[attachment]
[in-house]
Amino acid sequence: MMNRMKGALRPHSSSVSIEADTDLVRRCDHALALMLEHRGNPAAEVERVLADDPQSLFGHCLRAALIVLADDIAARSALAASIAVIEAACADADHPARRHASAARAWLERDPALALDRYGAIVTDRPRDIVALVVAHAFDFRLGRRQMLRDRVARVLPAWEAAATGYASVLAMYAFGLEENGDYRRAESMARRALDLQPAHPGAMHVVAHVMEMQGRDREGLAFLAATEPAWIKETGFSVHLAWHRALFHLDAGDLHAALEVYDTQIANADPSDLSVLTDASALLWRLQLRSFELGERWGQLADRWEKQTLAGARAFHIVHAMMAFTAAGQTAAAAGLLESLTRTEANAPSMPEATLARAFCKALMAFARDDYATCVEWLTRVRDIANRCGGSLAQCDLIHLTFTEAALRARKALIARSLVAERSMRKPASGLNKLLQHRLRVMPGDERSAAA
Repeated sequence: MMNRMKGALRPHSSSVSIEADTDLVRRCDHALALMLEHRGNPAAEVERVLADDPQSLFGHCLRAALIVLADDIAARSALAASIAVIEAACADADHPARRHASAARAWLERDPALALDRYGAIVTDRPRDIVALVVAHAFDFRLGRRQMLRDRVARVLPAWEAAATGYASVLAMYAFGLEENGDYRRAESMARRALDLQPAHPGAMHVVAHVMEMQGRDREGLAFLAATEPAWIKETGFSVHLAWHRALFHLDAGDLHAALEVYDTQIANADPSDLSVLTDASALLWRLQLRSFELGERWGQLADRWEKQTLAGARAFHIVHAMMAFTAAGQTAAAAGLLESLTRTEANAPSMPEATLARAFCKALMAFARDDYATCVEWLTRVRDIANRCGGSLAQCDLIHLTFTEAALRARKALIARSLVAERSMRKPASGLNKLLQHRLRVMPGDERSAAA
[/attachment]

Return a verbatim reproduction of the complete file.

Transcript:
[in-house]
Amino acid sequence: MMNRMKGALRPHSSSVSIEADTDLVRRCDHALALMLEHRGNPAAEVERVLADDPQSLFGHCLRAALIVLADDIAARSALAASIAVIEAACADADHPARRHASAARAWLERDPALALDRYGAIVTDRPRDIVALVVAHAFDFRLGRRQMLRDRVARVLPAWEAAATGYASVLAMYAFGLEENGDYRRAESMARRALDLQPAHPGAMHVVAHVMEMQGRDREGLAFLAATEPAWIKETGFSVHLAWHRALFHLDAGDLHAALEVYDTQIANADPSDLSVLTDASALLWRLQLRSFELGERWGQLADRWEKQTLAGARAFHIVHAMMAFTAAGQTAAAAGLLESLTRTEANAPSMPEATLARAFCKALMAFARDDYATCVEWLTRVRDIANRCGGSLAQCDLIHLTFTEAALRARKALIARSLVAERSMRKPASGLNKLLQHRLRVMPGDERSAAA
Repeated sequence: MMNRMKGALRPHSSSVSIEADTDLVRRCDHALALMLEHRGNPAAEVERVLADDPQSLFGHCLRAALIVLADDIAARSALAASIAVIEAACADADHPARRHASAARAWLERDPALALDRYGAIVTDRPRDIVALVVAHAFDFRLGRRQMLRDRVARVLPAWEAAATGYASVLAMYAFGLEENGDYRRAESMARRALDLQPAHPGAMHVVAHVMEMQGRDREGLAFLAATEPAWIKETGFSVHLAWHRALFHLDAGDLHAALEVYDTQIANADPSDLSVLTDASALLWRLQLRSFELGERWGQLADRWEKQTLAGARAFHIVHAMMAFTAAGQTAAAAGLLESLTRTEANAPSMPEATLARAFCKALMAFARDDYATCVEWLTRVRDIANRCGGSLAQCDLIHLTFTEAALRARKALIARSLVAERSMRKPASGLNKLLQHRLRVMPGDERSAAA